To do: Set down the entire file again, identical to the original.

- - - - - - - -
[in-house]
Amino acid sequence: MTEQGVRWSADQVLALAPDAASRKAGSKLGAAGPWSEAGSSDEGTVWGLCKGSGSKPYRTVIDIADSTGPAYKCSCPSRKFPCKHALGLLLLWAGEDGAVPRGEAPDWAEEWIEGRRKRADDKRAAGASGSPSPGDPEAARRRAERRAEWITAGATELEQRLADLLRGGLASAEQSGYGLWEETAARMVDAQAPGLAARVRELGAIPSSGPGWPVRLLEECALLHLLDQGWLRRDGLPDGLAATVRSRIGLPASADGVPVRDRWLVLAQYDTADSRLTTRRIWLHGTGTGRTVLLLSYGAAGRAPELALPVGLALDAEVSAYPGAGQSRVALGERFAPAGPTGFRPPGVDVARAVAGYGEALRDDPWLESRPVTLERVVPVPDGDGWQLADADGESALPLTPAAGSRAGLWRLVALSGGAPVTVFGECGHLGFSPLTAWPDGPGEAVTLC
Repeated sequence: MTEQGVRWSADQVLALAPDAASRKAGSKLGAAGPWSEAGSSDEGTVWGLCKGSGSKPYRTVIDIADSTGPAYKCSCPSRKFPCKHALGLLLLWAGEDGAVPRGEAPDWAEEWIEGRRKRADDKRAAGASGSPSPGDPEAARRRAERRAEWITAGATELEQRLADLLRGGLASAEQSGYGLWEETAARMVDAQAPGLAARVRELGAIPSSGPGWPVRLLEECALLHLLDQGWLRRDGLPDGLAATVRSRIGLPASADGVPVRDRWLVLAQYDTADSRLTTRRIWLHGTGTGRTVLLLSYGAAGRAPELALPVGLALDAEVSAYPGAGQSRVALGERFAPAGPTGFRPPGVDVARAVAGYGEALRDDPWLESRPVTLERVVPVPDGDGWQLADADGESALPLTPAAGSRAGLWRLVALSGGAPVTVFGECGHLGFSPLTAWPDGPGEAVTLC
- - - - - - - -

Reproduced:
[in-house]
Amino acid sequence: MTEQGVRWSADQVLALAPDAASRKAGSKLGAAGPWSEAGSSDEGTVWGLCKGSGSKPYRTVIDIADSTGPAYKCSCPSRKFPCKHALGLLLLWAGEDGAVPRGEAPDWAEEWIEGRRKRADDKRAAGASGSPSPGDPEAARRRAERRAEWITAGATELEQRLADLLRGGLASAEQSGYGLWEETAARMVDAQAPGLAARVRELGAIPSSGPGWPVRLLEECALLHLLDQGWLRRDGLPDGLAATVRSRIGLPASADGVPVRDRWLVLAQYDTADSRLTTRRIWLHGTGTGRTVLLLSYGAAGRAPELALPVGLALDAEVSAYPGAGQSRVALGERFAPAGPTGFRPPGVDVARAVAGYGEALRDDPWLESRPVTLERVVPVPDGDGWQLADADGESALPLTPAAGSRAGLWRLVALSGGAPVTVFGECGHLGFSPLTAWPDGPGEAVTLC
Repeated sequence: MTEQGVRWSADQVLALAPDAASRKAGSKLGAAGPWSEAGSSDEGTVWGLCKGSGSKPYRTVIDIADSTGPAYKCSCPSRKFPCKHALGLLLLWAGEDGAVPRGEAPDWAEEWIEGRRKRADDKRAAGASGSPSPGDPEAARRRAERRAEWITAGATELEQRLADLLRGGLASAEQSGYGLWEETAARMVDAQAPGLAARVRELGAIPSSGPGWPVRLLEECALLHLLDQGWLRRDGLPDGLAATVRSRIGLPASADGVPVRDRWLVLAQYDTADSRLTTRRIWLHGTGTGRTVLLLSYGAAGRAPELALPVGLALDAEVSAYPGAGQSRVALGERFAPAGPTGFRPPGVDVARAVAGYGEALRDDPWLESRPVTLERVVPVPDGDGWQLADADGESALPLTPAAGSRAGLWRLVALSGGAPVTVFGECGHLGFSPLTAWPDGPGEAVTLC